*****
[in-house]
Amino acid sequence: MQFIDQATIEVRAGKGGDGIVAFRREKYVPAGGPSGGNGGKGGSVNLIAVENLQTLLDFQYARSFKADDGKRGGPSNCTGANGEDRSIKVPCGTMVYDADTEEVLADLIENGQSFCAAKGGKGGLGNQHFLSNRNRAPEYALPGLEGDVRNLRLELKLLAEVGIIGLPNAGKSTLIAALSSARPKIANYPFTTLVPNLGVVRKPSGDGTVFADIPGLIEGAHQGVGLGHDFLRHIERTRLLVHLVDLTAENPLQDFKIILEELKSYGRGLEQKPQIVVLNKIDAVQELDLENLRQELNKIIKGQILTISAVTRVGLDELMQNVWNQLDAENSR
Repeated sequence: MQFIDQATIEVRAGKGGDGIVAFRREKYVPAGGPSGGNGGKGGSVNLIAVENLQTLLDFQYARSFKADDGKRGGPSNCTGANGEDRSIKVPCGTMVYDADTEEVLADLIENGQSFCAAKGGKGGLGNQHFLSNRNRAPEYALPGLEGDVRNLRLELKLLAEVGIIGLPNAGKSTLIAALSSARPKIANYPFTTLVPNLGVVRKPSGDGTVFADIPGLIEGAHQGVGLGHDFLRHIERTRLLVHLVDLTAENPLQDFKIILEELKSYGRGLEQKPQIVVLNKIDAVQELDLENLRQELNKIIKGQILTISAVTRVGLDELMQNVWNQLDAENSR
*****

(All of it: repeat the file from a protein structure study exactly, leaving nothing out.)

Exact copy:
[in-house]
Amino acid sequence: MQFIDQATIEVRAGKGGDGIVAFRREKYVPAGGPSGGNGGKGGSVNLIAVENLQTLLDFQYARSFKADDGKRGGPSNCTGANGEDRSIKVPCGTMVYDADTEEVLADLIENGQSFCAAKGGKGGLGNQHFLSNRNRAPEYALPGLEGDVRNLRLELKLLAEVGIIGLPNAGKSTLIAALSSARPKIANYPFTTLVPNLGVVRKPSGDGTVFADIPGLIEGAHQGVGLGHDFLRHIERTRLLVHLVDLTAENPLQDFKIILEELKSYGRGLEQKPQIVVLNKIDAVQELDLENLRQELNKIIKGQILTISAVTRVGLDELMQNVWNQLDAENSR
Repeated sequence: MQFIDQATIEVRAGKGGDGIVAFRREKYVPAGGPSGGNGGKGGSVNLIAVENLQTLLDFQYARSFKADDGKRGGPSNCTGANGEDRSIKVPCGTMVYDADTEEVLADLIENGQSFCAAKGGKGGLGNQHFLSNRNRAPEYALPGLEGDVRNLRLELKLLAEVGIIGLPNAGKSTLIAALSSARPKIANYPFTTLVPNLGVVRKPSGDGTVFADIPGLIEGAHQGVGLGHDFLRHIERTRLLVHLVDLTAENPLQDFKIILEELKSYGRGLEQKPQIVVLNKIDAVQELDLENLRQELNKIIKGQILTISAVTRVGLDELMQNVWNQLDAENSR